Sauteed Chicken with Hominy Casserole

Author: 
Edna Lewis
  • 3 Tablespoons  butter
  • 3 Cups  hominy
  • medium onion, chopped
  • 1/4 Pound  mushrooms, sliced
  • small carrot, thinly sliced
  • bay leaf
  • 1/2 Teaspoon  freshly ground black pepper
  • 1/4 Cup  white wine (not too dry)
  • 1/2 Teaspoon  salt
  • 1 Tablespoon  finely chopped parsley
  • 2 Tablespoons  heavy cream (optional)
  • 3 tablespoons butter
  • 3 cups hominy
  • 1 medium onion, chopped
  • 1/4 pound mushrooms, sliced
  • 1 small carrot, thinly sliced
  • 1 bay leaf
  • 1/2 teaspoon freshly ground black pepper
  • 1/4 cup white wine (not too dry)
  • 1/2 teaspoon salt
  • 1 tablespoon finely chopped parsley
  • 2 tablespoons heavy cream (optional)
Hominy was as common on the table when I was growing up as rice is today. It is not used too much anymore but is still readily available in some regions, particularly in the south. You can buy it in cans or loose, sold in bulk, and sometimes you can find it in health-food stores and packaged alongside the other grains in the supermarket. The brand I buy is Monte Blanco or Goya. I have found that Spanish brands are more tasty. After you have opened the can, wash the hominy 3 or more times with cold water and drain well. This removes the taste of the liquid it soaked in. Hominy is dried, hulled whole kernels of corn; grits are finely ground hominy. Usually hominy is boiled and served hot for breakfast, plain or with gravy. Because I think it is a little like tiny dumplings, I like to cook it with sautéed chicken so that the juices from the chicken and the vegetables can mingle with the hominy.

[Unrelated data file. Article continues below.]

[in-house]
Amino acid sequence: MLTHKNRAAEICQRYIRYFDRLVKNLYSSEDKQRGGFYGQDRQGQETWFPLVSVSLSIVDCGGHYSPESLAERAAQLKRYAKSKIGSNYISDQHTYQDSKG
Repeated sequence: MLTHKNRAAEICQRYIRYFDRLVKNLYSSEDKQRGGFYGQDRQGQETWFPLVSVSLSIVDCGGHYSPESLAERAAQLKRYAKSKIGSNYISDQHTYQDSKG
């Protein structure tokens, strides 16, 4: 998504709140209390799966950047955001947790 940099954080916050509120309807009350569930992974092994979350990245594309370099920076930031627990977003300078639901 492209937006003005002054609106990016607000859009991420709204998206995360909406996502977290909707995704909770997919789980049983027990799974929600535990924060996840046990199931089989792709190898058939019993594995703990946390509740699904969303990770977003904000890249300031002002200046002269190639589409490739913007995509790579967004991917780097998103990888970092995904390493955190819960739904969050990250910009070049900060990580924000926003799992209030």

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Recipe Details

Serves: 
4

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